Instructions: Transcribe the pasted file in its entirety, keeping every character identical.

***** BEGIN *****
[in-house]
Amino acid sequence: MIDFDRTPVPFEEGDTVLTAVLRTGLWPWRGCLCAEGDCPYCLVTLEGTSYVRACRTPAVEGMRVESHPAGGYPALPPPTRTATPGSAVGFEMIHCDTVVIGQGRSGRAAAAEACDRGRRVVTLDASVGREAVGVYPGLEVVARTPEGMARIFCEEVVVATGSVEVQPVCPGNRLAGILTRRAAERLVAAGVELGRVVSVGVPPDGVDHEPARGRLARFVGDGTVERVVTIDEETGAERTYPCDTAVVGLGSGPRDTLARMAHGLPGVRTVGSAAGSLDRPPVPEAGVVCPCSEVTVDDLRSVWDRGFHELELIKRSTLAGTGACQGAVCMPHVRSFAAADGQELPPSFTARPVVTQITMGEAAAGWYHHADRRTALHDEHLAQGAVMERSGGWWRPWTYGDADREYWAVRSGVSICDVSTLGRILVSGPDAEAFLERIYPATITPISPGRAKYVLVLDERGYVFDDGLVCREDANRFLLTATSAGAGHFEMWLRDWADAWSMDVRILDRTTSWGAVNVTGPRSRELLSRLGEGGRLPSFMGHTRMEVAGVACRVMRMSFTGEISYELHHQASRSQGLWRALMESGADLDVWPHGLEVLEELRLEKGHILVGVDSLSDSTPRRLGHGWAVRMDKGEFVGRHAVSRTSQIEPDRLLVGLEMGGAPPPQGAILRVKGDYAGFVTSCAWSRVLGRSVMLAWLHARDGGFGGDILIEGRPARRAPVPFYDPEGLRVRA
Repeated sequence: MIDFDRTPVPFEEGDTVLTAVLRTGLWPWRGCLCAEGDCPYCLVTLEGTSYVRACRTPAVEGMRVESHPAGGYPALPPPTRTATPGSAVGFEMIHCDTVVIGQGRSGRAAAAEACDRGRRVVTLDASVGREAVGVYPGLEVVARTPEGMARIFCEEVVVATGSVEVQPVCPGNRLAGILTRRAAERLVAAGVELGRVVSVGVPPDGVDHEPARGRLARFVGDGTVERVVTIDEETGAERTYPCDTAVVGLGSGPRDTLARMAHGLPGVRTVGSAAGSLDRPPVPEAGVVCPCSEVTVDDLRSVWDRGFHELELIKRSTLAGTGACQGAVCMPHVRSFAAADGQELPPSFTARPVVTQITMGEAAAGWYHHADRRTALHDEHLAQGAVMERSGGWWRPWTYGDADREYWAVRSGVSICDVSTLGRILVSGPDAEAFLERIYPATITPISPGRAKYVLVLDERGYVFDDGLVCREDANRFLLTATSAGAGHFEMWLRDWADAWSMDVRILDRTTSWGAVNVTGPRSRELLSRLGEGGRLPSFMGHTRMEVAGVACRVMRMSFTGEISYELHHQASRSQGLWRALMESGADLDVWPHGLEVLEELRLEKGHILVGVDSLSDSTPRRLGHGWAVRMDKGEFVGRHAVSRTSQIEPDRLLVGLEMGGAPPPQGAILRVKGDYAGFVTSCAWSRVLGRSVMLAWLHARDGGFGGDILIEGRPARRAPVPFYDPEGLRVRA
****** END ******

[in-house]
Amino acid sequence: MIDFDRTPVPFEEGDTVLTAVLRTGLWPWRGCLCAEGDCPYCLVTLEGTSYVRACRTPAVEGMRVESHPAGGYPALPPPTRTATPGSAVGFEMIHCDTVVIGQGRSGRAAAAEACDRGRRVVTLDASVGREAVGVYPGLEVVARTPEGMARIFCEEVVVATGSVEVQPVCPGNRLAGILTRRAAERLVAAGVELGRVVSVGVPPDGVDHEPARGRLARFVGDGTVERVVTIDEETGAERTYPCDTAVVGLGSGPRDTLARMAHGLPGVRTVGSAAGSLDRPPVPEAGVVCPCSEVTVDDLRSVWDRGFHELELIKRSTLAGTGACQGAVCMPHVRSFAAADGQELPPSFTARPVVTQITMGEAAAGWYHHADRRTALHDEHLAQGAVMERSGGWWRPWTYGDADREYWAVRSGVSICDVSTLGRILVSGPDAEAFLERIYPATITPISPGRAKYVLVLDERGYVFDDGLVCREDANRFLLTATSAGAGHFEMWLRDWADAWSMDVRILDRTTSWGAVNVTGPRSRELLSRLGEGGRLPSFMGHTRMEVAGVACRVMRMSFTGEISYELHHQASRSQGLWRALMESGADLDVWPHGLEVLEELRLEKGHILVGVDSLSDSTPRRLGHGWAVRMDKGEFVGRHAVSRTSQIEPDRLLVGLEMGGAPPPQGAILRVKGDYAGFVTSCAWSRVLGRSVMLAWLHARDGGFGGDILIEGRPARRAPVPFYDPEGLRVRA
Repeated sequence: MIDFDRTPVPFEEGDTVLTAVLRTGLWPWRGCLCAEGDCPYCLVTLEGTSYVRACRTPAVEGMRVESHPAGGYPALPPPTRTATPGSAVGFEMIHCDTVVIGQGRSGRAAAAEACDRGRRVVTLDASVGREAVGVYPGLEVVARTPEGMARIFCEEVVVATGSVEVQPVCPGNRLAGILTRRAAERLVAAGVELGRVVSVGVPPDGVDHEPARGRLARFVGDGTVERVVTIDEETGAERTYPCDTAVVGLGSGPRDTLARMAHGLPGVRTVGSAAGSLDRPPVPEAGVVCPCSEVTVDDLRSVWDRGFHELELIKRSTLAGTGACQGAVCMPHVRSFAAADGQELPPSFTARPVVTQITMGEAAAGWYHHADRRTALHDEHLAQGAVMERSGGWWRPWTYGDADREYWAVRSGVSICDVSTLGRILVSGPDAEAFLERIYPATITPISPGRAKYVLVLDERGYVFDDGLVCREDANRFLLTATSAGAGHFEMWLRDWADAWSMDVRILDRTTSWGAVNVTGPRSRELLSRLGEGGRLPSFMGHTRMEVAGVACRVMRMSFTGEISYELHHQASRSQGLWRALMESGADLDVWPHGLEVLEELRLEKGHILVGVDSLSDSTPRRLGHGWAVRMDKGEFVGRHAVSRTSQIEPDRLLVGLEMGGAPPPQGAILRVKGDYAGFVTSCAWSRVLGRSVMLAWLHARDGGFGGDILIEGRPARRAPVPFYDPEGLRVRA